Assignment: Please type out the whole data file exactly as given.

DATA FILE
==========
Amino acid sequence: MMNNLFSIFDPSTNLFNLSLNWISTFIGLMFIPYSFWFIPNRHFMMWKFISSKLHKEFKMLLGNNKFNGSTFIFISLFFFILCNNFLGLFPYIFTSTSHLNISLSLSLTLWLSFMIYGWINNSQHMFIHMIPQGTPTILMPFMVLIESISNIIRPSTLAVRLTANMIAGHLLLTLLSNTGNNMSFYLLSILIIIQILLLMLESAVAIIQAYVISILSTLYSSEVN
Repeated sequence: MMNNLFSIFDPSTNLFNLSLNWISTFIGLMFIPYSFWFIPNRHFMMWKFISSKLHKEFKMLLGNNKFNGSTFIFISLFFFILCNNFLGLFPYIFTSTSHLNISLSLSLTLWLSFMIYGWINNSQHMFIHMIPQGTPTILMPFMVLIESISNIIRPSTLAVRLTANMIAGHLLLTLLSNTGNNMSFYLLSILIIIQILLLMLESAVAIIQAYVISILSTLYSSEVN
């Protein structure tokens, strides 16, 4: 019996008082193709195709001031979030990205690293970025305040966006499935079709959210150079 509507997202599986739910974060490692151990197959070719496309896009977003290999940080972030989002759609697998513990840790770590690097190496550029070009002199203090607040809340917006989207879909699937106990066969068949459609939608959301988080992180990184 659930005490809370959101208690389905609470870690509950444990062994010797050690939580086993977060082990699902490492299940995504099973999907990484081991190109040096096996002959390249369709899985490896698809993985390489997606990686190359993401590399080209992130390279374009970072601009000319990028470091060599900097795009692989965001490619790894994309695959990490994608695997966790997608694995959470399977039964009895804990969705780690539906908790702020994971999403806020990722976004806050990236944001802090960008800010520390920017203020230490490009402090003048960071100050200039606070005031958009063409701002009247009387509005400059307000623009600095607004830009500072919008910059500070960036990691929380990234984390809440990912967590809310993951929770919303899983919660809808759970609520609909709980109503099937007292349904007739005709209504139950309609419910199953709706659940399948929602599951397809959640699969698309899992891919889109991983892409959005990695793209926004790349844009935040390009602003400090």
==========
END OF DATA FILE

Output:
Amino acid sequence: MMNNLFSIFDPSTNLFNLSLNWISTFIGLMFIPYSFWFIPNRHFMMWKFISSKLHKEFKMLLGNNKFNGSTFIFISLFFFILCNNFLGLFPYIFTSTSHLNISLSLSLTLWLSFMIYGWINNSQHMFIHMIPQGTPTILMPFMVLIESISNIIRPSTLAVRLTANMIAGHLLLTLLSNTGNNMSFYLLSILIIIQILLLMLESAVAIIQAYVISILSTLYSSEVN
Repeated sequence: MMNNLFSIFDPSTNLFNLSLNWISTFIGLMFIPYSFWFIPNRHFMMWKFISSKLHKEFKMLLGNNKFNGSTFIFISLFFFILCNNFLGLFPYIFTSTSHLNISLSLSLTLWLSFMIYGWINNSQHMFIHMIPQGTPTILMPFMVLIESISNIIRPSTLAVRLTANMIAGHLLLTLLSNTGNNMSFYLLSILIIIQILLLMLESAVAIIQAYVISILSTLYSSEVN
């Protein structure tokens, strides 16, 4: 019996008082193709195709001031979030990205690293970025305040966006499935079709959210150079 509507997202599986739910974060490692151990197959070719496309896009977003290999940080972030989002759609697998513990840790770590690097190496550029070009002199203090607040809340917006989207879909699937106990066969068949459609939608959301988080992180990184 659930005490809370959101208690389905609470870690509950444990062994010797050690939580086993977060082990699902490492299940995504099973999907990484081991190109040096096996002959390249369709899985490896698809993985390489997606990686190359993401590399080209992130390279374009970072601009000319990028470091060599900097795009692989965001490619790894994309695959990490994608695997966790997608694995959470399977039964009895804990969705780690539906908790702020994971999403806020990722976004806050990236944001802090960008800010520390920017203020230490490009402090003048960071100050200039606070005031958009063409701002009247009387509005400059307000623009600095607004830009500072919008910059500070960036990691929380990234984390809440990912967590809310993951929770919303899983919660809808759970609520609909709980109503099937007292349904007739005709209504139950309609419910199953709706659940399948929602599951397809959640699969698309899992891919889109991983892409959005990695793209926004790349844009935040390009602003400090």